More significantly, she had shown another kind of independent woman. Unlike Mary’s clear career path, Rhoda was always more of a free spirit. She had her own life and lived it proudly. She also went through one of the first prime time divorces, showing the difficulties of relationships in an honest way while retaining her quirky charm and joy. Harper also notes proudly that she was one of the first actors to use the word “gay” on prime time network television, on one of my favorite episodes of MTM, My Brother’s Keeper–a must see episode!

While acting on stage and television, she was also a strong advocate for the Equal Rights Amendment and women’s rights. She was as outspoken as her famous television persona and helped put a familiar face on these important issues. She also co-founded L.I.F.E. with Dennis Weaver, an LA organization that provided meals for the underserved and marginalized. In recognition for her work, the Women’s Film Institute awarded her their Humanitarian award in 1987.

Sadly, Valerie Harper is back in the news for tragic reasons. A lung cancer survivor, she recently discovered that the cancer has returned in a rare and nearly untreatable form of brain cancer. Rather than retreat, she is using her personal struggle to encourage others. In print and television interviews, she stresses how lucky she has been and encourages everyone to live their lives to the fullest while they can.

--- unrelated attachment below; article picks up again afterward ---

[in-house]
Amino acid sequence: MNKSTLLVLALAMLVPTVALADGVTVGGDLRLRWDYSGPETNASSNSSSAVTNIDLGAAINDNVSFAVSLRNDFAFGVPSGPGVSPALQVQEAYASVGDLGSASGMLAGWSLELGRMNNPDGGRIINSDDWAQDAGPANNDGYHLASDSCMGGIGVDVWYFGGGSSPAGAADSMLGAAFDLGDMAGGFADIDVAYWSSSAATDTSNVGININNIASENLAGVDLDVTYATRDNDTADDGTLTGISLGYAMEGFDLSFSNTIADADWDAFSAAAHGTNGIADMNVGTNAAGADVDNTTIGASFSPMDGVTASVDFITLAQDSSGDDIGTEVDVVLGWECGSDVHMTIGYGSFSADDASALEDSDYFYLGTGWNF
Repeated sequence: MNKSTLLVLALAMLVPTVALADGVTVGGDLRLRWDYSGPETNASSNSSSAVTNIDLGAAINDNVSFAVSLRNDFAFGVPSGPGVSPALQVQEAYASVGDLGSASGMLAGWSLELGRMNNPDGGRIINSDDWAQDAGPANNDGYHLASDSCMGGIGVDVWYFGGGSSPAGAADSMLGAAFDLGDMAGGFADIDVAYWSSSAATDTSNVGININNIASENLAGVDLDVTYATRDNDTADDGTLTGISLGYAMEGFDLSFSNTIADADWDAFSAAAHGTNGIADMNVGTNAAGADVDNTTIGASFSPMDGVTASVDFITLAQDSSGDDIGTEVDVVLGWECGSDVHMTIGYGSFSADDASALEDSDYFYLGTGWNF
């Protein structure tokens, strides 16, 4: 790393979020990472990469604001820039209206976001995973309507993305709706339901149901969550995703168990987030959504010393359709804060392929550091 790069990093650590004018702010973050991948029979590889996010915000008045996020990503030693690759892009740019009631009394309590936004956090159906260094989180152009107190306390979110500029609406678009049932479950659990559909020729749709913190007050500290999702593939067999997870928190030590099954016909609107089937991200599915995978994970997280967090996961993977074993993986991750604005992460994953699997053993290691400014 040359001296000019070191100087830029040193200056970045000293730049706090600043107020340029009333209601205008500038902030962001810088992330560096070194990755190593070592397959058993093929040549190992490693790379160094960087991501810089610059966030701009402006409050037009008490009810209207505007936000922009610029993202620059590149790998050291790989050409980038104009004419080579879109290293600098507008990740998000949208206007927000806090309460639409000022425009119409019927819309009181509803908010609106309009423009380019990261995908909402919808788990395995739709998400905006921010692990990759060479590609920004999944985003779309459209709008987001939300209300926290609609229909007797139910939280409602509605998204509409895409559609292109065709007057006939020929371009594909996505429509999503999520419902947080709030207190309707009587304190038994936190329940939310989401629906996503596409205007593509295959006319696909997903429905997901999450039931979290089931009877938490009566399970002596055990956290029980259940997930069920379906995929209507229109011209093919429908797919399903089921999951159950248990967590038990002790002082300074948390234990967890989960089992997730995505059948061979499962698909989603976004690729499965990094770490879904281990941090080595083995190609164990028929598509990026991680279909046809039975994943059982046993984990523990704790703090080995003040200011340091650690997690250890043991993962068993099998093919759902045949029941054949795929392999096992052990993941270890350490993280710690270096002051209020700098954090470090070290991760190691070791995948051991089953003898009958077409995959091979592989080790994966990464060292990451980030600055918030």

Don’t go to the funeral until the day of the funeral!

She also notes how lucky she is to have great health care through her union. Never shy, she reminds everyone that universal health care should be a right and expectation and that unions work hard to create a level playing field for all workers. Yes, it is obvious I love our  Valerie Harper.  I am confident that she will prevail.  I  thank you for your great work and thank you for allowing me to celebrate you during Women’s History Month!

Bigot of the Week Award: December 14, Gov. Rick Snyder and the Michigan Legislature

14 Dec
Bigot of the Week

Bigot of the Week

Well fetch my smelling salts. Petulant Republicans in Michigan rammed through anti-union legislation in their lame duck session. Even though they will maintain their slim majority in January, supporters of the bill were defeated in November, giving it no chance to pass in the new session. Desperate to gut union power, the soon-to-be-gone legislators colluded with Gov. Rick Snyder to pass the so-called “Right to Work” bill, marking another huge blow to workers.